Cow-Calf Commentary: Calving stuff


The other day I spent a lot of time looking for and not finding a calf.
The calf was born last Tuesday, a healthy, colorful heifer. I tagged and vaccinated her and she was up and nursing and doing perfectly fine. The last time I saw her was around noon on Wednesday, still doing perfectly fine.
On Thursday morning the heifer’s mom was allowing a different calf to nurse. That’s a bit unusual, but not completely unheard of. Nevertheless it prompted me to want to lay my eyes on the cow’s real baby.
I looked and looked and couldn’t find her. I hiked the tree line where she’d been born, and tramped across much of the surrounding pasture, searching. I racked up more than five miles of hiking, which was good, but didn’t find the calf, which was worrying.
Not being able to find a calf isn’t unusual. Calves -- young calves especially -- are really good at laying up and holding still. It’s a survival trait of herding prey animals. Every year I have a hard time finding one or two or several calves. And most of the time -- nearly always in fact -- they show up when they decide to show up, none the worse for wear.
Being unable to find the calf is in some ways a good sign, because a sick or injured calf is usually pretty easy to find. They’re not trying hide when they’re sick or injured, or at least they’re not so good at it.
So being unable to find a calf always causes a bit of worry, but not a lot. They almost always show up within 24 hours, and almost always in perfect shape.
One thing I did notice while hiking was the presence of several coyotes. There seemed to be three big ones running more or less together, making a continuous loop around the cow herd. Not a close loop, I never saw any of them nearer than about a mile, but it’s unusual to see three of them together during the day.
So my worry increased, and my fear was that the calf had been predated. As a working hypothesis it was worth thinking about, but it didn’t really pass the smell test. If she’d been predated she wouldn’t have disappeared entirely; I’d have found the carcass.
But that didn’t prevent me from worrying, and by the end of the day I’d pretty much convinced myself that the calf had been killed.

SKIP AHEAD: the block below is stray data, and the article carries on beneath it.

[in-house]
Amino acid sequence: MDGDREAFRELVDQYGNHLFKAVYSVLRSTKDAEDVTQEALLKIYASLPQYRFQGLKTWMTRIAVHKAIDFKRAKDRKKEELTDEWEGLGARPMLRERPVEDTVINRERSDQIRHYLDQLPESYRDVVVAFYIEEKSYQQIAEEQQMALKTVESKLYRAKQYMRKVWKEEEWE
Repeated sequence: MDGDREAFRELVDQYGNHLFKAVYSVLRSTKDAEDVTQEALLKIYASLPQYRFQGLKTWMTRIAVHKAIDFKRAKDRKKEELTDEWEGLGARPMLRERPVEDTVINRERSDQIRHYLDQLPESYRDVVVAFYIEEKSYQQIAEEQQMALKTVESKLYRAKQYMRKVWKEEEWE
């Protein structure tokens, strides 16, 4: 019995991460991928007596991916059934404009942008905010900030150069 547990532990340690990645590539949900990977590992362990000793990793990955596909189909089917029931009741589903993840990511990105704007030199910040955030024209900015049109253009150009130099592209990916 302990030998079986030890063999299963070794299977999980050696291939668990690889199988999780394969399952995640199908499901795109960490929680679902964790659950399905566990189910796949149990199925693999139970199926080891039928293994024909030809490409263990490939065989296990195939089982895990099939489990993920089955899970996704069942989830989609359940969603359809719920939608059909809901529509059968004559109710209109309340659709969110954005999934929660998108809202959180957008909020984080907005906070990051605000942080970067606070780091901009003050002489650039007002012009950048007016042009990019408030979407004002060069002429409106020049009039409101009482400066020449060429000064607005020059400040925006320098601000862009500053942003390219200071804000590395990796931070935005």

So it was nice to find her with her mom the next morning, trying out her legs in the dancing fashion of young calves, skipping around whole and healthy in the frosty air and bright March sunshine.
Worry is, as far as we can tell, an entirely human characteristic. It’s part of our sapience package, a feature rather than a bug. Worry can help us navigate life in the real world, help us plan, encourage us to formulate
preventative strategies.
But worry is all in the mind. It’s about what might or might not happen, not about what has happened or will happen. Worry has absolutely zero impact on reality. Worry does not cause bad things to happen or not happen.
A few days later we had a nice red white-face bull calf born. Good, solid little guy, up and nursing almost immediately. It was a nice day for it too, with warm sunshine and temps in the 60’s. Very little wind. One of those really nice March days, the promise of which make the nasty March
days bearable.
The calf’s mom, also a red white-face, did a very good job at having the calf, having it quickly, and making sure it was behaving correctly and doing all the right newborn calf stuff. Which is good.
But she was aggressively protective of the calf, and gave me good reason to believe that she would mash me if I touched her baby. Which is bad. Aggressively protective against predators is good, against the rancher is bad.
I decided to put off working the calf until the following morning. That way everyone involved would have a chance to settle down.
I did worry a bit though. In general, a cow will usually allow you to do what you must to her calf. She might snort and blow and shake her head, might even mock charge, but usually she will avoid actual physical contact. That being the general case, I often find myself in the position of holding and working on a calf with an agitated cow in close attendance, all the while not knowing whether the cow will physically intervene or not.
To minimize risk in these tense situations I’ve learned to work quickly and with confidence, to be deft and sure with my technique, and to avoid making sounds and motions that might be interpreted as predacious behavior.
It almost always works out well. When it doesn’t, it’s not the cow’s fault. It’s something I’ve done, some mistake I’ve made.
There’s always some level of worry though, some uncertainty about how things will shake out.
When I found the cow the next morning she was with the rest of the herd, clustered along a fence line and peering at the horizon. The horizon from which the feeding truck appears, every other day like clockwork. The calf wasn’t with the cow, so I went looking.
Ten minutes later I found the calf, laid up in some tall grass, snoozing in the early morning sunshine while his gut was busy digesting a belly full of rich milk.
It took me less than 30 seconds to tag, vaccinate, and band the calf, and he didn’t seem to mind at all.

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